Hey Allen, I know my name may sound Irish, but I'm not Irish. LOL, but I can put down some beer when I really feel like it. Oh, and I never been beat in a fist fight either in a pub, bar, nor out in the street or while out in the country side. Well I may be half Irish considering my other daddy's last name and the fact that he was a Golden Gloves boxer, referee, and coach. With that said, I guess I can speak with a wee bit of authority when I ask and say this...
What the hell is a FR-18 man?! It sounds like some kind of US Air Force fighter jet. My God! What a question to break the freakin Ice with! How'd you find this place? You'd better come over here and sit by me before someone breaks a bottle over that red head of yours. ahahahahahaha! Just joking....so how arrrr yuh?
Ask the question on
Lol Hildreth. That was what I meant to say. Allen, go to melodeon dot com of some-ting like dat! You'll be more at home over there-the.
I have been using a FR-18 as my main triple row for several years now.
Do you have one already? If you do, then you know about the large variety of accordions sounds it has built in. The sampling is quite large.
I have not heard of Shand Marino before, and I don't know anything about Scottish accordions. But it's possible that something similar is already built into the FR-18. They don't characterize the sounds by any brand names.
The other thing is that there is a way to adjust the specific parameters of each of the built in accordion sounds. I have never tried it, but if you read the manual, it will explain what you can do. I'm pretty sure that one of the things you can do is increase or decrease the amount of wetness in the tuning.
Shand Marino = Wetter than a swamp.
Scottish "musette" tuning is about the wettest you can get. Way beyond French or Italian.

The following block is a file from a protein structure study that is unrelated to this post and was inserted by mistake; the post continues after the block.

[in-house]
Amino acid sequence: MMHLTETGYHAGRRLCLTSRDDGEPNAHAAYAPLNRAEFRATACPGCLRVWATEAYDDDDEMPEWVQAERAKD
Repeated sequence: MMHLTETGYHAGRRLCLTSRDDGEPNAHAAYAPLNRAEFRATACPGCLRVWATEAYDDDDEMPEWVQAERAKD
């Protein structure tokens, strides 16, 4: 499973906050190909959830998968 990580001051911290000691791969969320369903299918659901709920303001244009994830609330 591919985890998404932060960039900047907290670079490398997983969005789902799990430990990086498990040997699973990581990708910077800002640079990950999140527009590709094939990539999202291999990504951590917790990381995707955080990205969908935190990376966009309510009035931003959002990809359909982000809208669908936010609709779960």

Link 2 Shand Marino in action.
It's an electronic one , no tubes :wink:
After 40 years you need to replace some electronic parts like elco's :grinning:
Have you try youtube for instructions.
Page 34 Manual (you can download it at Roland)
An accordion’s 8’ treble register may consist of 2 or even
3 reeds that are usually tuned apart to provide a richer
sound (accordionists call it the “musette effect”). One
reed is tuned slightly above, the other slightly below the
correct pitch (and the third, if available, is tuned “prop-
The FR-18 diatonic allows you to choose from among 15
different detune settings. These are called “1” (Dry),
“2” (Classic), “3” (F-Folk), “4” (American L),
“5” (American_H), “6” (North Eur), “7” (German L),
“8” (D-Folk L), “9” (Italian L), “10” (German H),
“11” (Alpine), “12” (Italian H), “13” (D-Folk H),
“14” (French), “15” (Scottish).
See “Musette Detune ” on p. 43 for how to select the
desired Musette detuning
That's it - that's the way you do it.
I assume that the numbers in that list of detuning setting refers to the number of cents. The descriptive names are, uhm, interesting? Not always an intuitively obvious relationship to the number of cents wetness.
In my description of what the Italians do.. it is at best arbitrary and no two companies agree.
It is best not to ask for a tuning by name.. but by
cents or, beats per second or tune it like
Pierre Dutron or something like that.
And the cents are at the middle of the keyboard.
And there are other names such as
and so on.
Those descriptions can't be by the number designation because
They are wrong !!!
Weird. Well, the marketing people probably got a hold of it and decided it needed to be more colorful or imaginative, even though the names have little correlation to anything real.